It’s one of the true joys of reading—the moment at the end of a book where you close the cover and think wow, what a terrific story.
Think, now, what do you really mean by that? Do you really mean: what a fantastic chase-scene ending in the capture of the bad guy? Do you really mean: oh, how perfect that the little boy sees his mother coming off the airplane? The moment the Wizard’s apprentice figures out how to do magic of her own?
Nope. Because those moments, those big climaxes and solutions and big bangs of revelation, memorable and pivotal as they are, aren’t the end of the story!
They’re only the beginning of the end of the story. In a satisfying novel, there will be the story’s “solution,” of course. But then the author must include how that solution affects the characters.
(If you haven’t read the posts on the Three Act Structure here on Career Authors, go back and do that.)
What we’re talking about today, the coda, is what happens after Act Three.
In music and dance, a coda is the concluding section, an addition to the basic structure of the dance. And it’s the same in a novel—a coda is an addition to the basic structure of the novel. The three-act structure is a basic necessity. But you must also have the novel’s final wrap-up.
The coda is the end of the ending
You might call it an epilogue, or call it “after,” or next year, or use a timestamp of some kind. Remember in the last Harry Potter, when Rowling fast-forwards to show us Harry’s future? The coda is the novel’s closing, the section that telegraphs to the reader: these characters are real, and their lives continue even after the book ends. It’s the time the author gets to say: here’s what this all means.
I was recently at a and event with Yrsa Sigurdardottir and Ragnar Johansson, the famed Icelandic thriller writers. And each of told us that their books ended twice. “Ended twice?” the interviewer asked. Yes, they said. There is the end of the plot, and then there is the end of the novel.
And I was the interviewer at an event with Harlan Coben, and he, too, talked about having multiple endings. One part of the story ends, then the next part, and then the next part, and then—the big final tying up of loose ends, and then maybe a final twist? And what it all means.
The coda is what leaves your readers satisfied, and with a feeling of finality, but also of continuation. Every loose end of your plot is wrapped up—and then there is the brief section that clarifies the result of that ending.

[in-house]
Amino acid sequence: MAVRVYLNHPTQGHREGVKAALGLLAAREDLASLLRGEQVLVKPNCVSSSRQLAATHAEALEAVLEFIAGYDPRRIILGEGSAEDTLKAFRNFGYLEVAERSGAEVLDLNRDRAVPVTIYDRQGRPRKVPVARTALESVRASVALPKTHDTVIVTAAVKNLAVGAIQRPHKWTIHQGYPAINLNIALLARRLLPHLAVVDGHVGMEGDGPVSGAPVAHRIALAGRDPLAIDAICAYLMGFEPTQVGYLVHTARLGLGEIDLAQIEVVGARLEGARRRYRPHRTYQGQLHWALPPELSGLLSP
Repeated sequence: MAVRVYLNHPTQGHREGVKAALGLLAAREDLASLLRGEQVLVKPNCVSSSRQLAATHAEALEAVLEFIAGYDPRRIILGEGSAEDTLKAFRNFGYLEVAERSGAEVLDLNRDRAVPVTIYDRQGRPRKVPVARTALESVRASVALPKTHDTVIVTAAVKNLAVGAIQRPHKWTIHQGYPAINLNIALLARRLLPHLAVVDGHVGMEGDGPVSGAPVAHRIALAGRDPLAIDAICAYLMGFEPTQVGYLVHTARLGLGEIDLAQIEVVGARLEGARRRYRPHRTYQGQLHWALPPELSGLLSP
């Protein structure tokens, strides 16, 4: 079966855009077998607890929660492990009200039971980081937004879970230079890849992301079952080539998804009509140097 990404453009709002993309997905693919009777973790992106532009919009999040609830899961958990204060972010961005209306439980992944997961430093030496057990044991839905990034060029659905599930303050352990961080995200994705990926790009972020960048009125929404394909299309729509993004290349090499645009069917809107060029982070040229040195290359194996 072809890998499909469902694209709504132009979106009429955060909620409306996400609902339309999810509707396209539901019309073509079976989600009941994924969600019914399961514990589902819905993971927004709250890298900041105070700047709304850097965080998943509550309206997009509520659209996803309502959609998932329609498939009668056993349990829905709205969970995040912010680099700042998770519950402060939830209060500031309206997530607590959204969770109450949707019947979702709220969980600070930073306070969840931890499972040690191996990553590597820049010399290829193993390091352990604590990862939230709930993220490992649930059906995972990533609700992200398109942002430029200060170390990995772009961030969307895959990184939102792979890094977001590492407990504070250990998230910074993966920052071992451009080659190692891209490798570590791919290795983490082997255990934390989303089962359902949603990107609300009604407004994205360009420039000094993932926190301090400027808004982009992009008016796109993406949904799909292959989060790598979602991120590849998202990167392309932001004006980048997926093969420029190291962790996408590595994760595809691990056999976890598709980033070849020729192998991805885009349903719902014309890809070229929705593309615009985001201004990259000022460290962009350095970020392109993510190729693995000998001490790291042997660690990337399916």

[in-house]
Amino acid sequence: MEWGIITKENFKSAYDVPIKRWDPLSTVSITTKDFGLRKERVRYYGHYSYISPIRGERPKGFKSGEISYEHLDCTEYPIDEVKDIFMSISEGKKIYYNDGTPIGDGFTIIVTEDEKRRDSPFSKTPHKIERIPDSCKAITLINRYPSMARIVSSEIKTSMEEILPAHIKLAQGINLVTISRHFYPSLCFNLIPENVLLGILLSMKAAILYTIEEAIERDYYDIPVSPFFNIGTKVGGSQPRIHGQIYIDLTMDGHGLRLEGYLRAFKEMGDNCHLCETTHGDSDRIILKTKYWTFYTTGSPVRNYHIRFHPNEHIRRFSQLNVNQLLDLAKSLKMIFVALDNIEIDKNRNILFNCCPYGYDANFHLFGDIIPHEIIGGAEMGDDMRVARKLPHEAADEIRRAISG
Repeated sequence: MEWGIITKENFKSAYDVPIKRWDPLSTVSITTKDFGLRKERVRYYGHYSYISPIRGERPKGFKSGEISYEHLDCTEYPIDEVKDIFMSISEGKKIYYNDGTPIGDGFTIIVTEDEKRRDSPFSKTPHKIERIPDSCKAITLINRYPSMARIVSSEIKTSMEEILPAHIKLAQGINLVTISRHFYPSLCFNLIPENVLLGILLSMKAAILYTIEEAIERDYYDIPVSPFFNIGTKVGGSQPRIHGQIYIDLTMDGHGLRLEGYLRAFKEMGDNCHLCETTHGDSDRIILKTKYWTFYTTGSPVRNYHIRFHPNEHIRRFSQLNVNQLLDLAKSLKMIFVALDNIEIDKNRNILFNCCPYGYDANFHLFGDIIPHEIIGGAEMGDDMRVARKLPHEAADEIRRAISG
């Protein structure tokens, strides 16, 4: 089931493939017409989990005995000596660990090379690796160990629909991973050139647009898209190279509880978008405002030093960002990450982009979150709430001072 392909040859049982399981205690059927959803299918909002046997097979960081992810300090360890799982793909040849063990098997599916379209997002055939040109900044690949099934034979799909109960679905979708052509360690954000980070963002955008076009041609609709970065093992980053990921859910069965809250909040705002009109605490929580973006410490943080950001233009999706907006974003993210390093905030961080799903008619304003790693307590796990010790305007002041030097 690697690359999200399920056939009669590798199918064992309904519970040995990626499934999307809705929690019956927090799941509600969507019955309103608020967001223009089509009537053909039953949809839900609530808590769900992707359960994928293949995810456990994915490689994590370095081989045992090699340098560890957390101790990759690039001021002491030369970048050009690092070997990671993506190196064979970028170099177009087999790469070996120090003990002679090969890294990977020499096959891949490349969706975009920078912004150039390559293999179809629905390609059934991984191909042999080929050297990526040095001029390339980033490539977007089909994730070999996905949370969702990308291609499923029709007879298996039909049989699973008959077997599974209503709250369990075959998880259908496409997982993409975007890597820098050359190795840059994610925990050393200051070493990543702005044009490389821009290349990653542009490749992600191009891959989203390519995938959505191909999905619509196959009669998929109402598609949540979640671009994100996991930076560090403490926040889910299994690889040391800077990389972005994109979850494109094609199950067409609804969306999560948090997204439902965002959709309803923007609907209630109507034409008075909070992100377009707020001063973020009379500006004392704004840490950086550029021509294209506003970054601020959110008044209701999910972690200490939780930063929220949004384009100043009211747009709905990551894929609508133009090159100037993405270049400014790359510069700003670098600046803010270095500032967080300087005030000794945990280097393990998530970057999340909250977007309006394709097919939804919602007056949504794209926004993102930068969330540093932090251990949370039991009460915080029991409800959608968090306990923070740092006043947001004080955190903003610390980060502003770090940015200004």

So what will be in your coda?
Ask yourself: what questions are left in my novel? Even after all of the plot elements are tied up in a nice tight ending, what might a reader wonder?
This is the place to return to your theme. The theme you have so beautifully set up in act one and continued throughout your novel. Is it revenge, redemption, depth of understanding or coming-of-age? What have your main characters learned, and just as important, how will they change and what will they do as a result? The coda allows your characters (and you) to make that clear.
It is not just catching the bad guy, for instance, it’s elaborating on what that means.
Emotionally, morally, judicially, and as groundwork for the future. Maybe it’s the understanding of the main character’s goal, or the declaration of a commitment, or an acceptance of a future journey.
A marriage is often used, because that moment of promise becomes a look into the future. If there’s a reunification—what does the reunification mean for the future? The eradication of a menace—but what does that new freedom mean for those who are involved?
More than plot
The coda lets reader see that you understand that your book is not simply about plot, but about understanding and depth and adherence to theme. This is where you can almost specifically state that theme. You’ll do it more gracefully than this, but something like: “Finally I understood how important family connections were, and I vowed I would never lose sight of that again. I felt like a new person, and more concerned with others than I was about myself.”
(Really, I understand that is terrible.) But you want to make it clear—in the voice and point of view of your characters—what has been understood or accomplished or realized or reached.
(And they all lived happily ever after is the simplest and shortest way to write a coda, but you would not do that unless you were writing a fairytale.)
It can the revelation of a huge twist.
It can be a fast forward, to show that the characters continue to live.
It could be a promise that a life will continue.
It might be a realization that everything that happened was a set up—did you see The Usual Suspects? More I cannot say. Be very careful with that, though. Anyone who watched the “it was all a dream” episode of Dallas will understand how dangerous that is.
How you want the reader to feel
The coda allows you, as the author, to choose the feeling that your reader will be left with as the book closes. Do you want them to feel happy, relieved, accepting, empathetic? Is this the moment that the reader bursts into happy tears, or reaches for the next in your series? That means you’ve mastered the coda.
Do you write codas in your novels? Let’s talk about that on the Career Authors Facebook Page. And then—get writing.